The chemical weapons stockpile stored at the U.S. Army Pueblo Chemical Depot was destroyed. The facilities will soon enter closure, following procedures outlined in U.S. Public Law and the relevant environmental permits. Please visit https://www.peoacwa.army.mil/pcapp/ for the most recent information.
The U.S. Army and its contractors use the utmost care when handling chemical weapons to protect workers, the public and the environment. A major part of this commitment to safety and security is the Army’s Personnel Reliability Program (PRP). The purpose of this program is to ensure that each person who performs duties involving chemical agents meets and maintains the highest standards of reliability.
The Department of Defense’s Program Executive Office, Assembled Chemical Weapons Alternatives is responsible for completing stockpile destruction operations by the Chemical Weapons Convention treaty commitment of Sept. 30, 2023. U.S. public law mandates stockpile destruction by Dec. 31, 2023. Most of the workers who store and safeguard chemical weapons at the U.S. Army Pueblo Chemical Depot are in jobs that require them to maintain PRP standards.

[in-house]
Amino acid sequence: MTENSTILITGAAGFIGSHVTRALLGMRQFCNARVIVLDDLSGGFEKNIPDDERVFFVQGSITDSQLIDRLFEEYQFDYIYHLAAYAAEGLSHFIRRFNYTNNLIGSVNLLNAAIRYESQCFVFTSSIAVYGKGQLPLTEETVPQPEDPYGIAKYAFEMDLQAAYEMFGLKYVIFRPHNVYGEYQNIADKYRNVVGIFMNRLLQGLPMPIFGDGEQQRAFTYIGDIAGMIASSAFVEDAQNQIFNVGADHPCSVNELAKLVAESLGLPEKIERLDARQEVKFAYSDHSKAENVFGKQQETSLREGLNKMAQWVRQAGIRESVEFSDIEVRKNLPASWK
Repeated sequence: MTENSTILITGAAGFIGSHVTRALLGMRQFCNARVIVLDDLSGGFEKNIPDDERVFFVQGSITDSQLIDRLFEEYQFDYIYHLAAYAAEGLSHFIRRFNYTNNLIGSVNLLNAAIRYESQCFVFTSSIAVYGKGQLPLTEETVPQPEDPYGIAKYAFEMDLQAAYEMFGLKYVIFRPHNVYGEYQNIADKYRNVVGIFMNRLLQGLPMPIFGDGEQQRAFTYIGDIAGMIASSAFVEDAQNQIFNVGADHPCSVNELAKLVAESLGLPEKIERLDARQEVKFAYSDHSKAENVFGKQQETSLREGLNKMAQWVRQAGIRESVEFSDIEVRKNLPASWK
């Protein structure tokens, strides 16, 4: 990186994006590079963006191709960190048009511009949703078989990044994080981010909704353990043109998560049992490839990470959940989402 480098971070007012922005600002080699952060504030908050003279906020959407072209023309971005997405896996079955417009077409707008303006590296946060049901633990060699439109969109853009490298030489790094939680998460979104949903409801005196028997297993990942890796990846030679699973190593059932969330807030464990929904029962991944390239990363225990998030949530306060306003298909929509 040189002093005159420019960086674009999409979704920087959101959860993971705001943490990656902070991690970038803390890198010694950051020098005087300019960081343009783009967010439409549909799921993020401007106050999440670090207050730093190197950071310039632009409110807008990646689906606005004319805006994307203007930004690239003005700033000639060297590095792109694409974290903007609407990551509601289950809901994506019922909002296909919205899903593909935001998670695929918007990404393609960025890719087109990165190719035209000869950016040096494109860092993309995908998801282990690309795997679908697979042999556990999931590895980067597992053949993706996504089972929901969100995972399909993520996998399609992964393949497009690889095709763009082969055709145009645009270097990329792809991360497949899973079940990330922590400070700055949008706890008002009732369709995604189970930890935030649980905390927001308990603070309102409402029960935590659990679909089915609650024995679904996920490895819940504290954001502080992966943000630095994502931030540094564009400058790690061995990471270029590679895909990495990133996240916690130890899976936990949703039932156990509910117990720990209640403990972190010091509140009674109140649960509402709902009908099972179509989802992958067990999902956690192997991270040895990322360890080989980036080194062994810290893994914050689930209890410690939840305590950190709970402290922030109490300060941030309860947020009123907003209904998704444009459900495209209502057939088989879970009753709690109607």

Determining whether a person qualifies to work in a PRP position includes initial evaluations at the time of hiring and regular evaluations once the person is employed. This evaluation includes medical tests and an extensive background investigation.
The Army uses the following standards, not all-inclusive, and strict requirements to determine if an individual is suitable for the PRP:
- Physical competence, mental alertness and technical proficiency commensurate with duty requirements
- Evidence of dependability in accepting responsibilities and effectively performing these responsibilities in an approved manner
- Flexibility in adjusting to changes in the working environment
- Evidence of good social adjustment, emotional stability and ability to exercise sound judgment in meeting adverse or emergency situations
- Positive attitude toward chemical duties and the PRP
To determine whether an individual is suitable for the PRP, the Army looks for potentially disqualifying information. This includes any information regarding, but not limited to, a person’s physical, mental or emotional status. Conduct or character, both on and off-duty and at any time during employment, which may cast doubt about an individual’s ability or reliability to perform chemical duties, is also taken into account.
The PRP helps ensure that workers employed at the chemical weapons destruction plant are reliable, effective and competent to perform the important mission of safely destroying the chemical weapons stockpile.